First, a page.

China's State Council last month released an ambitious national development guideline on pushing the frontiers of artificial intelligence (AI). The development of AI technologies is to be promoted through legislative policy, including tax breaks. The State Council has also encouraged Chinese firms to gain AI expertise from abroad through mergers or acquisition. AI refers to machines and devices (e.g. smart cars and robots), as well as software that mimic human reasoning.
The AI directive has a three-step goal. First, make China a global player in AI by 2020 by reaching the level of leading countries in AI technologies and their utilization. Second, become a world leader in AI by 2025. Finally, make China the global centre of AI innovation by 2030.
AI offers the Chinese economy remarkable economic opportunities. For example, the McKinsey Global Institute notes that about half of jobs now performed in China could be fully automated. McKinsey and others point out that AI could significantly boost Chinese economic growth. So, China's political leaders want to make AI the new engine of economic growth.
Artificial intelligence has applications outside manufacturing and commerce that crosses many disciplines from psychology and medicine to military technology and social control. Global interest has recently been piqued by the Chinese planners' intension to construct an Orwellian-sounding "social credit system," whereby every citizen would be scored for social reliability based on his or her online and other behaviour.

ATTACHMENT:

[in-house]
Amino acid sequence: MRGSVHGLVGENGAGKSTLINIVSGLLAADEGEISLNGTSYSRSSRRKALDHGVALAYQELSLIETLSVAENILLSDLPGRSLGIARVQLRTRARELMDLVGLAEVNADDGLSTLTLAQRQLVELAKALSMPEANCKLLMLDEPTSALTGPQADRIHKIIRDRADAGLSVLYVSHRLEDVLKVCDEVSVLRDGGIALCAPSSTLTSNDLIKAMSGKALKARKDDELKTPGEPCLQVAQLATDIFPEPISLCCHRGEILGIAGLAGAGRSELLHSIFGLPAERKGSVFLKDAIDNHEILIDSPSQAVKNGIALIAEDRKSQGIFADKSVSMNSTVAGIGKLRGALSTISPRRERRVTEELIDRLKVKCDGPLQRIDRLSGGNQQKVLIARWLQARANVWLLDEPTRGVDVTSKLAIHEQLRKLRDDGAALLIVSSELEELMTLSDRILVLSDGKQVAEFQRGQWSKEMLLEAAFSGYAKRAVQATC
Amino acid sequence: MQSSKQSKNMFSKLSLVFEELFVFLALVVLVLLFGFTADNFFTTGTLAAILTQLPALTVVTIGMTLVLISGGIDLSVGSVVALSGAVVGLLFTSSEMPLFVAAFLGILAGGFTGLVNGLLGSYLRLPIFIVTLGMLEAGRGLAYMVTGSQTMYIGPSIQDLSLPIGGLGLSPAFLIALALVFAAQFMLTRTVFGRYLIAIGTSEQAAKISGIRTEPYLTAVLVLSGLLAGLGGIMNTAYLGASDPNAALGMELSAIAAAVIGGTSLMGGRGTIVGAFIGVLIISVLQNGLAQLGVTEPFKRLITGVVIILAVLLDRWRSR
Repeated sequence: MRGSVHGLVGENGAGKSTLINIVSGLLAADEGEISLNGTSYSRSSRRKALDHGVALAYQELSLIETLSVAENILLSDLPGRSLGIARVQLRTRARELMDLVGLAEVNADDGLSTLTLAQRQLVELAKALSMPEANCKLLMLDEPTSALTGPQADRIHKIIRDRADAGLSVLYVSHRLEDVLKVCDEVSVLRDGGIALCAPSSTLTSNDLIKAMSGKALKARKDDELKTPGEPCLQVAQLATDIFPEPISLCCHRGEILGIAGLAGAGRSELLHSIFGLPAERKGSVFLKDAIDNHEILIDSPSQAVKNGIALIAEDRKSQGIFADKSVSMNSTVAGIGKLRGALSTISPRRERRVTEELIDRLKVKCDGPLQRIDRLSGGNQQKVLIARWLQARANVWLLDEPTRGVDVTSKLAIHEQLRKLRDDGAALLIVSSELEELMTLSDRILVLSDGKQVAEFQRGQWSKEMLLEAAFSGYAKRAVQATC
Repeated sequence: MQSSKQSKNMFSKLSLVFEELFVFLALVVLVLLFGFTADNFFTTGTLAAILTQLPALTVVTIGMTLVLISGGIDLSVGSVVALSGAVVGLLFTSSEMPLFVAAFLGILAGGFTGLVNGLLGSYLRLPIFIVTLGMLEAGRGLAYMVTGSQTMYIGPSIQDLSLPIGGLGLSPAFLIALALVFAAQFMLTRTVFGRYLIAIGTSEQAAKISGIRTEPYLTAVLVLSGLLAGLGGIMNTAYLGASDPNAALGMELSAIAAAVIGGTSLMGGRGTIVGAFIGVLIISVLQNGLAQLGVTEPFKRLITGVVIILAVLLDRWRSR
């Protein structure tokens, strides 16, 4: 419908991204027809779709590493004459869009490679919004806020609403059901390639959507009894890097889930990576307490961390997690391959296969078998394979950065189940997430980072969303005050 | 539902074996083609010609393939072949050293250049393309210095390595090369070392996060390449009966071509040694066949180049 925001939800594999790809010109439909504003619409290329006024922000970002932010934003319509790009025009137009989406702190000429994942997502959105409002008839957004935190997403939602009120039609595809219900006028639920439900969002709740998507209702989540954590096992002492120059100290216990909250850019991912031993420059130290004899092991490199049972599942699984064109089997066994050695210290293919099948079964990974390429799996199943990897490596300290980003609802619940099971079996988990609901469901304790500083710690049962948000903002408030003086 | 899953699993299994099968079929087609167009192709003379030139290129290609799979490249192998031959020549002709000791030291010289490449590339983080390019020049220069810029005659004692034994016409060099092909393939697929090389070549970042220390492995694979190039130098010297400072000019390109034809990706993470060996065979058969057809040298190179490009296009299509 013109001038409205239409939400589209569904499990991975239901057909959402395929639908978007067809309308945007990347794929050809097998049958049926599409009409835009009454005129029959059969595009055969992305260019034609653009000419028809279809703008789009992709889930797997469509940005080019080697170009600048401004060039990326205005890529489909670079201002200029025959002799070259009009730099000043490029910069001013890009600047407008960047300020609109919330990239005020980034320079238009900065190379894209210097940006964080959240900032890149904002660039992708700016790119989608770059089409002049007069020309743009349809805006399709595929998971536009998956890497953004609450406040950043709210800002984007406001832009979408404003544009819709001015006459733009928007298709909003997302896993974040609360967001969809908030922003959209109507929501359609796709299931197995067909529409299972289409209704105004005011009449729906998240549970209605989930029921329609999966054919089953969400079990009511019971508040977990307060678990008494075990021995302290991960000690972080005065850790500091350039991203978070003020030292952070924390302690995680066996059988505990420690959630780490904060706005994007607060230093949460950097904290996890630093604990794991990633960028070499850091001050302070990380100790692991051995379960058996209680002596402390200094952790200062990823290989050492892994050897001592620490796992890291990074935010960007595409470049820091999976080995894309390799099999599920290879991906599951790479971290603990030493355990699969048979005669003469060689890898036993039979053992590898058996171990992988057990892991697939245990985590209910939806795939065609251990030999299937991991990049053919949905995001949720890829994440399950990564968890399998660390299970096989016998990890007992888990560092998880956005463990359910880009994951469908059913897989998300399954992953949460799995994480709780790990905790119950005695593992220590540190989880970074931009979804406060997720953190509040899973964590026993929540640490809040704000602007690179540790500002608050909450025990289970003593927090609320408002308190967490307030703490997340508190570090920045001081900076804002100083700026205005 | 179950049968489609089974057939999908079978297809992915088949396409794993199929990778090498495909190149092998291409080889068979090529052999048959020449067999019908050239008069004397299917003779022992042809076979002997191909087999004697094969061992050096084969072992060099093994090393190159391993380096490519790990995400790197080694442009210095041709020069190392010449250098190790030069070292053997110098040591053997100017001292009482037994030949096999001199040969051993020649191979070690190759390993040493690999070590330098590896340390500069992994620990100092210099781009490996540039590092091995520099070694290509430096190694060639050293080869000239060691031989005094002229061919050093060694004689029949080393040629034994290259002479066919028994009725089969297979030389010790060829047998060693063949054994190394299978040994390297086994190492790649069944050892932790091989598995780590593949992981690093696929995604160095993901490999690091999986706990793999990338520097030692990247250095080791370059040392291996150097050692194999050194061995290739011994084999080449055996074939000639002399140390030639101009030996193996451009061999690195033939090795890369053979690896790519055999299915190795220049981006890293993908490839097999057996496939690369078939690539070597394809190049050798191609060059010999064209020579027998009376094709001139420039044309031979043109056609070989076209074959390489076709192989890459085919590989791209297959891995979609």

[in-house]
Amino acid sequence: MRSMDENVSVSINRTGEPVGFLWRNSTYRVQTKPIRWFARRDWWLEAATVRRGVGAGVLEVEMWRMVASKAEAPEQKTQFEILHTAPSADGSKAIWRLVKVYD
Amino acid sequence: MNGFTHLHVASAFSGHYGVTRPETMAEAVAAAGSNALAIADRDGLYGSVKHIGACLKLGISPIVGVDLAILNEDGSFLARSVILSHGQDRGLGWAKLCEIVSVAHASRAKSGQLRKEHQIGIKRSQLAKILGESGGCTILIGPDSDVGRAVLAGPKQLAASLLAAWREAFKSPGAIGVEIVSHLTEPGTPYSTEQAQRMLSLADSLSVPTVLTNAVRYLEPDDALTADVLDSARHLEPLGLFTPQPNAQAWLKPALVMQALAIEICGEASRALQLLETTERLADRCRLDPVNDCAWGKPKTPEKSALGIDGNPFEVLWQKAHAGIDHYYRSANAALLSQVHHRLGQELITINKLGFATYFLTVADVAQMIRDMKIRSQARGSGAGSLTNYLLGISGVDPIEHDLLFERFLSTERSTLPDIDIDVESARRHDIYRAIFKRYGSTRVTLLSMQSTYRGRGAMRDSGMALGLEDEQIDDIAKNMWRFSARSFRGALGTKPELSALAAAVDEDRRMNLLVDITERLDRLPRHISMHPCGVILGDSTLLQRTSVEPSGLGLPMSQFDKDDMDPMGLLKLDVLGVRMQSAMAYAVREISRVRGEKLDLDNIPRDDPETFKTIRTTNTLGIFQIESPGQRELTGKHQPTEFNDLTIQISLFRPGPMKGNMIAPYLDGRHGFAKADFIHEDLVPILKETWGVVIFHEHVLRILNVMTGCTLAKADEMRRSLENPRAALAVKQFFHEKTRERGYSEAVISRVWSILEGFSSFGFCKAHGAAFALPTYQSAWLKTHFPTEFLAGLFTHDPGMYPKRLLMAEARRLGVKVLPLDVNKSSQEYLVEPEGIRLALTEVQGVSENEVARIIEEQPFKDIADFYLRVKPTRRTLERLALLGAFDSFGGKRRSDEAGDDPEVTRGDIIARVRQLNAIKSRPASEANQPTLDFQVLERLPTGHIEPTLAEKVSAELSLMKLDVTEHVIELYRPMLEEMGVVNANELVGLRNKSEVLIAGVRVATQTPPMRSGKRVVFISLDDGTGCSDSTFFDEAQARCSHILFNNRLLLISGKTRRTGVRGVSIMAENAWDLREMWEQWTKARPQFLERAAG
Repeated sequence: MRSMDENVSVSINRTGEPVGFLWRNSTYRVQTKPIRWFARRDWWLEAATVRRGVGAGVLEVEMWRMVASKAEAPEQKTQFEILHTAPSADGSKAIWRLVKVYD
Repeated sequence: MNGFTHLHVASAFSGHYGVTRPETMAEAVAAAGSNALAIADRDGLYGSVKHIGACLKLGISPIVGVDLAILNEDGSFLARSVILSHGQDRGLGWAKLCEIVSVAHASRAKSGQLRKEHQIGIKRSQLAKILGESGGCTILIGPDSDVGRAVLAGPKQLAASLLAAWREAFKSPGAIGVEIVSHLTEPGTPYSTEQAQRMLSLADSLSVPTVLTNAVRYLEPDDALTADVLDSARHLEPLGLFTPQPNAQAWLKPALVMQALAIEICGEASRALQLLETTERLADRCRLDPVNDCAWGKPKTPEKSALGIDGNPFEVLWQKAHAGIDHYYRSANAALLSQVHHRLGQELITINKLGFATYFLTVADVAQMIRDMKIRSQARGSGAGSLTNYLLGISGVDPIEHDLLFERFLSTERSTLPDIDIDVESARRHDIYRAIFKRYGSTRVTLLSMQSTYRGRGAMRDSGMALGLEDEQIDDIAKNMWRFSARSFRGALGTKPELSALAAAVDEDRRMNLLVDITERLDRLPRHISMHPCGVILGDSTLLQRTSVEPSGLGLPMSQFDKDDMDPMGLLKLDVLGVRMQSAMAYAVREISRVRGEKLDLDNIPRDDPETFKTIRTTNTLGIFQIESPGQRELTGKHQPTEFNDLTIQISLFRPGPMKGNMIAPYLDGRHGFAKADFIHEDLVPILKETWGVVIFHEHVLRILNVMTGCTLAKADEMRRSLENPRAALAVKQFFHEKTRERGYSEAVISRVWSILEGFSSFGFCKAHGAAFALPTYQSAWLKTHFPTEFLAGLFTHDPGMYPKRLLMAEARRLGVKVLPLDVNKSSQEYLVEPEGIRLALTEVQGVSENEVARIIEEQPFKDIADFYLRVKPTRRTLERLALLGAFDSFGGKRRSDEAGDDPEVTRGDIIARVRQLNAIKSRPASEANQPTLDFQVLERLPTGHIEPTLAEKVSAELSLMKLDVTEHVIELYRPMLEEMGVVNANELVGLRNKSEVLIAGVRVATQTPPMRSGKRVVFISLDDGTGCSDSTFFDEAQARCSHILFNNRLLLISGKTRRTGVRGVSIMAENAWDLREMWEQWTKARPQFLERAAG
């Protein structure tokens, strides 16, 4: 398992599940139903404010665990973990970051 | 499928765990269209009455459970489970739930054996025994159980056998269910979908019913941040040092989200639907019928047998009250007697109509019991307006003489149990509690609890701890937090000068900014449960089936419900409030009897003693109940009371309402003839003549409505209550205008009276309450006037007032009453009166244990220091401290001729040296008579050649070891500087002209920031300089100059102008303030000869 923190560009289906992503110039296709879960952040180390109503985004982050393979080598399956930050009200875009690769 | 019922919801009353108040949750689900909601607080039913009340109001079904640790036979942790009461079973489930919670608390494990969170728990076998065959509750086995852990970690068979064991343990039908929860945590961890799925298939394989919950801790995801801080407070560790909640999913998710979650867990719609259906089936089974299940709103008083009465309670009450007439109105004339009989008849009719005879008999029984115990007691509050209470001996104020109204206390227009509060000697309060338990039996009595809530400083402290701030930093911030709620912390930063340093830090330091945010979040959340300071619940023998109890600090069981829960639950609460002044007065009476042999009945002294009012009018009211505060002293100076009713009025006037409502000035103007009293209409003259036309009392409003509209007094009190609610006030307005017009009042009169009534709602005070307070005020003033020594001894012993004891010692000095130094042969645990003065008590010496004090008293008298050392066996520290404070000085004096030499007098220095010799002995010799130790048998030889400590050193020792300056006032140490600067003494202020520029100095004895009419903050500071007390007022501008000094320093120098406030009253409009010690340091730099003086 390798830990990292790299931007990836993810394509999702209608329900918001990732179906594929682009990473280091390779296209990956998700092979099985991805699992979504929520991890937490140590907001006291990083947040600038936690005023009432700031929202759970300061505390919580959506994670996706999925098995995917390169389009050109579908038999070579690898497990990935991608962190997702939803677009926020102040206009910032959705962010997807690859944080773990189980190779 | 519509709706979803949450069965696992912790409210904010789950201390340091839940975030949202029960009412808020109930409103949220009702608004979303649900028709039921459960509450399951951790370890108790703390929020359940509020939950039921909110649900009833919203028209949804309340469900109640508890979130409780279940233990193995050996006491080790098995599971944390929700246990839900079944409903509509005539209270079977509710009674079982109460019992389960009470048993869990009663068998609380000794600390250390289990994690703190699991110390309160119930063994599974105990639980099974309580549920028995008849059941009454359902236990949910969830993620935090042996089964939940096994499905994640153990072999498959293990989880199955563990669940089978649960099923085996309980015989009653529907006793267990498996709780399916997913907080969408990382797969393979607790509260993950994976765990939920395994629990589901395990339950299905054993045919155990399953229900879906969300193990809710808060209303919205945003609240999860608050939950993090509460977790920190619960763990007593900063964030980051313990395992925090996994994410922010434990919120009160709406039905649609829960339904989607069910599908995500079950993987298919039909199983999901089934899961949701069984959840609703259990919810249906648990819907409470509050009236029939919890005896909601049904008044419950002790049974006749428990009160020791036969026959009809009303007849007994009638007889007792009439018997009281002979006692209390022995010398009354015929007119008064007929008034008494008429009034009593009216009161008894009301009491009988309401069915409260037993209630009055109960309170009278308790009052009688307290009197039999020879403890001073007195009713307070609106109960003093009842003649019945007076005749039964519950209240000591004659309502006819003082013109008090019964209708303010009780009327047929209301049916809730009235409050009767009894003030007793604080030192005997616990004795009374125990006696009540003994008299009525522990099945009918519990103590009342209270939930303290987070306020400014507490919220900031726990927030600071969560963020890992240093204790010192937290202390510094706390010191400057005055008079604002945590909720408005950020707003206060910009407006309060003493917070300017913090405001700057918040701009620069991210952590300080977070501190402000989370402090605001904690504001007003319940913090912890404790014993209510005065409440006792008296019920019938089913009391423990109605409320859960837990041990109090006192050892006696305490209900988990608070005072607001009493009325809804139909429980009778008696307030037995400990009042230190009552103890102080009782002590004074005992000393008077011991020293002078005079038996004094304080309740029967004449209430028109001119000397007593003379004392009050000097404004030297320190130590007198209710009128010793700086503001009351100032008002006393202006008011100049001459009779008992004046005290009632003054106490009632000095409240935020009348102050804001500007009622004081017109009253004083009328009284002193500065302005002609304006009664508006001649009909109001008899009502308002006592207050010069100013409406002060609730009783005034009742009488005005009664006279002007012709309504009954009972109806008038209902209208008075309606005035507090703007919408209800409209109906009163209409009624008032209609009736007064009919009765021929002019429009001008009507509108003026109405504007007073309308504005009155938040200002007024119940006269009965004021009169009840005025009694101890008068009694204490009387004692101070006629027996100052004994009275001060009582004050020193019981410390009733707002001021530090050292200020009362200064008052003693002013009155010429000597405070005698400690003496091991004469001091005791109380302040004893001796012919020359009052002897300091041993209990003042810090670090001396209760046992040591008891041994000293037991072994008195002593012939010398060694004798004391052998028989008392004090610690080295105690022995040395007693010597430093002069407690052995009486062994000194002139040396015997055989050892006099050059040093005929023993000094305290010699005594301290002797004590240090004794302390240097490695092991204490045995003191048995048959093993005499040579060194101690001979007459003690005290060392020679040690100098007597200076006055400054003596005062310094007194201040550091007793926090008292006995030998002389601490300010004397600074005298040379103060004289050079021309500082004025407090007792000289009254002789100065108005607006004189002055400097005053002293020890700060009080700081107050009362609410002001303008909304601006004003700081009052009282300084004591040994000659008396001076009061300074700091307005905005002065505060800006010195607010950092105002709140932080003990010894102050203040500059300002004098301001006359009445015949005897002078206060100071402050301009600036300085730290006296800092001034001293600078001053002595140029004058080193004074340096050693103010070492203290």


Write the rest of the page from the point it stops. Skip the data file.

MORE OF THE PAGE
China's recently tightened censorship rules are directly at odds with the freedom demanded by an innovation economy. For example, president Xi Jinping's calls for tighter ideological controls at universities are unlikely to promote free thought or effective use of research time. In practice, the push for ideological purity limits the access of Chinese researchers to studies in related fields by their colleagues abroad. In recent weeks, China has initiated a crackdown on virtual private networks (VPNs) that are used to circumvent online censorship. Apple recently had to pull over 60 VPN apps from its Chinese App Store. Media reports also claim Amazon has been pressured to remove VPN apps from its Chinese cloud servers.